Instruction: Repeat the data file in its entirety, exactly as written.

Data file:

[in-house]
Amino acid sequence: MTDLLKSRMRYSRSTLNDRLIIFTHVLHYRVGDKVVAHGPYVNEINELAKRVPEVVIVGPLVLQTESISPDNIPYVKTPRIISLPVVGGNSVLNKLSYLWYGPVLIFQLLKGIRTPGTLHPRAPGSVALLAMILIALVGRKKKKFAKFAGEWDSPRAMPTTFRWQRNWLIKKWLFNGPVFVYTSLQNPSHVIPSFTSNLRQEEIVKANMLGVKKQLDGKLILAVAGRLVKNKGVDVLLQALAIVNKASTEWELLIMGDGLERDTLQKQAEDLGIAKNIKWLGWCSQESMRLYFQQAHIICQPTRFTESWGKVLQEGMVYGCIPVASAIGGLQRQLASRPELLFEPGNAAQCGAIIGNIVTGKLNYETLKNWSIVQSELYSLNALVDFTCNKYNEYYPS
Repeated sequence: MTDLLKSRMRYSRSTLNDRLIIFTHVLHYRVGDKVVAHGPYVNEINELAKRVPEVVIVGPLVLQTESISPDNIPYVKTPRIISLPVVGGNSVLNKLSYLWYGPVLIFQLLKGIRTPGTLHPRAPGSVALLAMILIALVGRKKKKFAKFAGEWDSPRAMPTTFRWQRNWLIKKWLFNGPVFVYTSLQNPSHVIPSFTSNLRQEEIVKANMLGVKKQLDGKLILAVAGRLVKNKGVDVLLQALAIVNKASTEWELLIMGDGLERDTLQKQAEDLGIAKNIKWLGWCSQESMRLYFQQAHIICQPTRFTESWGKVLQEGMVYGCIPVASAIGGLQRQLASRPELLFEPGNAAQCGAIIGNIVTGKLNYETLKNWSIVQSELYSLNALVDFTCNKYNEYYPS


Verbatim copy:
[in-house]
Amino acid sequence: MTDLLKSRMRYSRSTLNDRLIIFTHVLHYRVGDKVVAHGPYVNEINELAKRVPEVVIVGPLVLQTESISPDNIPYVKTPRIISLPVVGGNSVLNKLSYLWYGPVLIFQLLKGIRTPGTLHPRAPGSVALLAMILIALVGRKKKKFAKFAGEWDSPRAMPTTFRWQRNWLIKKWLFNGPVFVYTSLQNPSHVIPSFTSNLRQEEIVKANMLGVKKQLDGKLILAVAGRLVKNKGVDVLLQALAIVNKASTEWELLIMGDGLERDTLQKQAEDLGIAKNIKWLGWCSQESMRLYFQQAHIICQPTRFTESWGKVLQEGMVYGCIPVASAIGGLQRQLASRPELLFEPGNAAQCGAIIGNIVTGKLNYETLKNWSIVQSELYSLNALVDFTCNKYNEYYPS
Repeated sequence: MTDLLKSRMRYSRSTLNDRLIIFTHVLHYRVGDKVVAHGPYVNEINELAKRVPEVVIVGPLVLQTESISPDNIPYVKTPRIISLPVVGGNSVLNKLSYLWYGPVLIFQLLKGIRTPGTLHPRAPGSVALLAMILIALVGRKKKKFAKFAGEWDSPRAMPTTFRWQRNWLIKKWLFNGPVFVYTSLQNPSHVIPSFTSNLRQEEIVKANMLGVKKQLDGKLILAVAGRLVKNKGVDVLLQALAIVNKASTEWELLIMGDGLERDTLQKQAEDLGIAKNIKWLGWCSQESMRLYFQQAHIICQPTRFTESWGKVLQEGMVYGCIPVASAIGGLQRQLASRPELLFEPGNAAQCGAIIGNIVTGKLNYETLKNWSIVQSELYSLNALVDFTCNKYNEYYPS